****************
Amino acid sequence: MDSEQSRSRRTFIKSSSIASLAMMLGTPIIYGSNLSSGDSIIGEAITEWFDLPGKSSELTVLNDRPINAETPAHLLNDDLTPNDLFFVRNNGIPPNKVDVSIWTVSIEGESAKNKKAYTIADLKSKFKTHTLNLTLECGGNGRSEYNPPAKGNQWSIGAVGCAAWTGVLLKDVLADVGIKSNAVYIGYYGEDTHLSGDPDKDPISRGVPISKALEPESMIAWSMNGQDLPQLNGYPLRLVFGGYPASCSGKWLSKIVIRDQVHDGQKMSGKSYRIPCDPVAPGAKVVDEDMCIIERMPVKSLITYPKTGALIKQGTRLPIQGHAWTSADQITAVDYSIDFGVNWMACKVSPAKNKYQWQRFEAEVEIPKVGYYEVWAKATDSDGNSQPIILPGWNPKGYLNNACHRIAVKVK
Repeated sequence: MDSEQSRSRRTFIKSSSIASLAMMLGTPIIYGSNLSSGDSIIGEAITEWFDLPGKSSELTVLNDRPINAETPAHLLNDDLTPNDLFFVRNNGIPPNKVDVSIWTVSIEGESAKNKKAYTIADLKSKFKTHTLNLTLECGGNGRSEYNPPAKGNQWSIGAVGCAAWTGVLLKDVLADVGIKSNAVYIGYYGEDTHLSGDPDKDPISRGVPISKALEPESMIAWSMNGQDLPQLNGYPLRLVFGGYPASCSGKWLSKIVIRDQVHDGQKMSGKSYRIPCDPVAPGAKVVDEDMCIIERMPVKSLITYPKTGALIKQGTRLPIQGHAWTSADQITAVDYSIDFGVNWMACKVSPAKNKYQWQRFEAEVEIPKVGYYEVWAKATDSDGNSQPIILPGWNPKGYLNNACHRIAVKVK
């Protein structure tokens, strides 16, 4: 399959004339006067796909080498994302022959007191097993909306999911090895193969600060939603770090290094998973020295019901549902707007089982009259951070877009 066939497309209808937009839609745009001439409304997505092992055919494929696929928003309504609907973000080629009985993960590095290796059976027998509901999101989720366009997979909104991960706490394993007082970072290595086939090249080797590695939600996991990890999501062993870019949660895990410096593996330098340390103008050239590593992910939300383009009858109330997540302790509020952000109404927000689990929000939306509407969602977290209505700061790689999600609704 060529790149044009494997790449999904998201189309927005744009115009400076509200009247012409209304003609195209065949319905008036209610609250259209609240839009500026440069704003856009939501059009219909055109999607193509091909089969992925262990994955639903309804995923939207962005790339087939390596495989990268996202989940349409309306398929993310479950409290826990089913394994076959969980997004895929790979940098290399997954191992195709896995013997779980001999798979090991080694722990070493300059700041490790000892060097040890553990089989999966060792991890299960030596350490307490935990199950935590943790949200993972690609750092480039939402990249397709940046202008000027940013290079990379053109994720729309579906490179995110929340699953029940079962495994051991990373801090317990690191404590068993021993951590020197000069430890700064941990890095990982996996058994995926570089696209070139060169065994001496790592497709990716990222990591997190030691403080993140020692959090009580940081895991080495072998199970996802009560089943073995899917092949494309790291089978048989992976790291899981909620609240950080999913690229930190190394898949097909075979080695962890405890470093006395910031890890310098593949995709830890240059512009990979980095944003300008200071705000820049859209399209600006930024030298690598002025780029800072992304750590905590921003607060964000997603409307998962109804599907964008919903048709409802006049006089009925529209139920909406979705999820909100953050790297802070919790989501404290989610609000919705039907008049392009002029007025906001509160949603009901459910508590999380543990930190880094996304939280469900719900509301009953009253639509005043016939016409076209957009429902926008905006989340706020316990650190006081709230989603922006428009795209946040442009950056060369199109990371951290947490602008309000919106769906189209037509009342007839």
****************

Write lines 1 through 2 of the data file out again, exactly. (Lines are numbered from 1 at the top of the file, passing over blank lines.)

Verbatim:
Amino acid sequence: MDSEQSRSRRTFIKSSSIASLAMMLGTPIIYGSNLSSGDSIIGEAITEWFDLPGKSSELTVLNDRPINAETPAHLLNDDLTPNDLFFVRNNGIPPNKVDVSIWTVSIEGESAKNKKAYTIADLKSKFKTHTLNLTLECGGNGRSEYNPPAKGNQWSIGAVGCAAWTGVLLKDVLADVGIKSNAVYIGYYGEDTHLSGDPDKDPISRGVPISKALEPESMIAWSMNGQDLPQLNGYPLRLVFGGYPASCSGKWLSKIVIRDQVHDGQKMSGKSYRIPCDPVAPGAKVVDEDMCIIERMPVKSLITYPKTGALIKQGTRLPIQGHAWTSADQITAVDYSIDFGVNWMACKVSPAKNKYQWQRFEAEVEIPKVGYYEVWAKATDSDGNSQPIILPGWNPKGYLNNACHRIAVKVK
Repeated sequence: MDSEQSRSRRTFIKSSSIASLAMMLGTPIIYGSNLSSGDSIIGEAITEWFDLPGKSSELTVLNDRPINAETPAHLLNDDLTPNDLFFVRNNGIPPNKVDVSIWTVSIEGESAKNKKAYTIADLKSKFKTHTLNLTLECGGNGRSEYNPPAKGNQWSIGAVGCAAWTGVLLKDVLADVGIKSNAVYIGYYGEDTHLSGDPDKDPISRGVPISKALEPESMIAWSMNGQDLPQLNGYPLRLVFGGYPASCSGKWLSKIVIRDQVHDGQKMSGKSYRIPCDPVAPGAKVVDEDMCIIERMPVKSLITYPKTGALIKQGTRLPIQGHAWTSADQITAVDYSIDFGVNWMACKVSPAKNKYQWQRFEAEVEIPKVGYYEVWAKATDSDGNSQPIILPGWNPKGYLNNACHRIAVKVK